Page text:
The concordance of HPV status between sexual partners and between HPV risk groups (high- and low-risk) was evaluated based on contingency tables using the Kappa statistic. Concurrence of HPV infection in heterosexual couples was defined as the presence of infection in both of the sexual partners, independently of whether or not there was HPV type concordance. For couples where both partners presented with at least one type of HPV infection, percentages for type-specific positive concordance were obtained and, for those with type-specific concordance, it was determined whether the partners were concordant for one type, two types, or three types. The association of potential determinants of HPV positivity in both men and women was evaluated using logistic regression modeling adjusted for age and SLI, obtaining odds ratios (OR) with 95% confidence intervals. All p-values were two-sided.
Results and Discussion
Prevalence and concordance of HPV infection in sexual couples
The prevalence of HPV infection was 20.4% in men and 13.7% in women. The most frequently detected high-risk types were HPVs 59, 18, 39 and 16 among men, and HPVs 59, 16, 31, 52 and 58 among women. The most common low-risk types were HPVs 61, 62, 53, 84 and 81 among men, and HPVs 62, 71, 81 and 54 among women. Overall, the pattern of HPV type distribution was similar among men and women (Table 1 and Figure 1).
Concordance of HPV status was 79%. In 138 couples of the 504 included in the study, at least one of the respective partners had some type of HPV infection (27.4%). In 69(50%) of these only the man presented some type of infection, in 35(25.4%) only the woman, and in 34(24.6%) both were infected. Among heterosexual couples in which both partners were infected, 21(61.8%) showed type-specific concordance in one or more HPV types. Overall concordance was statistically significant (Kappa = 0.28, p < 0.001). The most frequent HPV types found in both partners who presented type-specific concordant infection were HPVs 59, 62, 54 and 39 (Table 2).
Determinants of HPV infection
In the study population, 69.4% of the couples lived in a rural area, 79.4% were married or living together, and 85.3% were Catholic. The median age for men was 38 years old and for women, 35 years. Seventy-four percent of men and 73% of women had nine or less than nine years of schooling. Forty-five percent of the men and 14% of the women were current smokers. A multiple logistic regression analysis, adjusted for age and SLI, indicated that among men, living in an urban area was significantly associated with an increased risk of penile HPV infection (OR 1.7, 95%CI 1.1 - 2.7) compared to living in a rural area. In addition, being single (OR 1.9, 95%CI 1.1 - 3.2) and having less than 7 years of schooling (OR 1.8, 95%CI 1.0 - 3.4) were variables significantly associated with an increased risk for penile HPV infection. For women, not having a stable partner was associated with a statistically significant increase in the risk of cervical HPV infection (OR 2.8, 95%CI 1.6 - 5.0), as was being a current smoker (OR 2.0, 95%CI 1.03 - 3.7). Age, years of schooling, SLI, and religion were not associated with the presence of cervical HPV infection in women (Table 3).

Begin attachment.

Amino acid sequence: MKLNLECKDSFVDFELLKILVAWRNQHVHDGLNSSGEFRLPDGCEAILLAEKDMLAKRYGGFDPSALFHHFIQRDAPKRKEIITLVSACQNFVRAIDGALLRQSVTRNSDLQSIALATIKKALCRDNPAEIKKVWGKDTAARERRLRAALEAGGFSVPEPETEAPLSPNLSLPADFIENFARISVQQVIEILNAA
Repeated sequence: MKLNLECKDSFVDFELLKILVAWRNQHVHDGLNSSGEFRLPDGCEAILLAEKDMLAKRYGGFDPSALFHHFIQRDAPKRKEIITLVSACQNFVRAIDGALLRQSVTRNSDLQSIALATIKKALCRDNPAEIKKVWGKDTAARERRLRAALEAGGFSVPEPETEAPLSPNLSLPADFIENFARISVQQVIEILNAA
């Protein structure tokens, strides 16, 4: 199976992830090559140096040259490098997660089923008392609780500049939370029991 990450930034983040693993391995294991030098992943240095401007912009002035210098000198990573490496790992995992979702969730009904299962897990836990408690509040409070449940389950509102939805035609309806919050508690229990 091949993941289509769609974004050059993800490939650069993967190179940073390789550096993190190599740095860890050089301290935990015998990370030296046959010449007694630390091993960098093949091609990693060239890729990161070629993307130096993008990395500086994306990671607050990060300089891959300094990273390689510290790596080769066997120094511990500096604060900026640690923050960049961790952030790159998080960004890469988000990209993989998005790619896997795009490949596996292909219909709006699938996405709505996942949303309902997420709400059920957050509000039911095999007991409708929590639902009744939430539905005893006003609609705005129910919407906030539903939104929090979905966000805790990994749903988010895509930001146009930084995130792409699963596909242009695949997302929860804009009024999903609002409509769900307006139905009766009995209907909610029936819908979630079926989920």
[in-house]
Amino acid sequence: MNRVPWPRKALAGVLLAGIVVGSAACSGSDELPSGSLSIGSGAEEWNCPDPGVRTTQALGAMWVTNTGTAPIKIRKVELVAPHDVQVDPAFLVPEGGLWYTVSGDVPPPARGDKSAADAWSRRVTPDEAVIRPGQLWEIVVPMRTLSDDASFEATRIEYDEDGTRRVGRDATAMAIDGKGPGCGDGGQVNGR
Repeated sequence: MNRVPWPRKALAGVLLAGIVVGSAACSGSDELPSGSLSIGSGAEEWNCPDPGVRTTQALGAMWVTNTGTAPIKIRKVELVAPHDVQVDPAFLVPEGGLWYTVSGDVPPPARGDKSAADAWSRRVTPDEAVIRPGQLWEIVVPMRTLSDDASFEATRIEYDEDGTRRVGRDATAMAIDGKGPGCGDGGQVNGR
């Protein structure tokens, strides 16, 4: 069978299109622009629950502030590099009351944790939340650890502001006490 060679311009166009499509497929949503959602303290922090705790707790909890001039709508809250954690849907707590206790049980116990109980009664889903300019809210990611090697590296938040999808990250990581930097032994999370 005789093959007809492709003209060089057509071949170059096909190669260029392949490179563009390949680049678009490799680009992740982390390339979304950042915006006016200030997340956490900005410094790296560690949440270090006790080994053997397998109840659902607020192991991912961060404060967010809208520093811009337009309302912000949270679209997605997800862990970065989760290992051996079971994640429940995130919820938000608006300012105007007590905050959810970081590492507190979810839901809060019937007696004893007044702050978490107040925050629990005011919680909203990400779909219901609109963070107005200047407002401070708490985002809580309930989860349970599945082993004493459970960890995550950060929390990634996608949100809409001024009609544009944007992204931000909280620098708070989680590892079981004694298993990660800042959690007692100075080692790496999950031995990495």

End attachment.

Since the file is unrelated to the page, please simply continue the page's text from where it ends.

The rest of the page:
Sexual behavior characteristics associated with the presence of HPV infection
Forty-eight percent of the men reported having three or more lifetime sexual partners; Compared with 9% among women. The median number of sexual intercourses per month among the partners was eight, 29% of partners reported having sexual relations between 11 and 30 times a month. Thirty-seven percent of the men and 33% of the women reported having had anal sexual relations. Circumcision was confirmed in 7% of the male participants. Among men, initiating active sexual life before the age of 18 was positively associated with current penile HPV infection (OR 1.6, 95%CI 1.0 - 2.5) as was having had 10 or more lifetime sexual partners (OR 2.5, 95%CI 1.3 - 4.8), a history of having had sexual relations with prostitutes (OR 1.7, 95%CI 1.01 - 2.8) and not using condoms on a regular basis when having relations with prostitutes (OR 1.8, 95%CI 1.0 - 3.2) (Table 3). The percentage of men reporting having had two or more current regular sexual partners was 13.7%, 44.6% reported having had sexual intercourse with occasional partners, 21.6% with prostitutes, and 13.9% had maintained sexual relations with prostitutes while maintaining sexual relations with their regular partner (data not shown).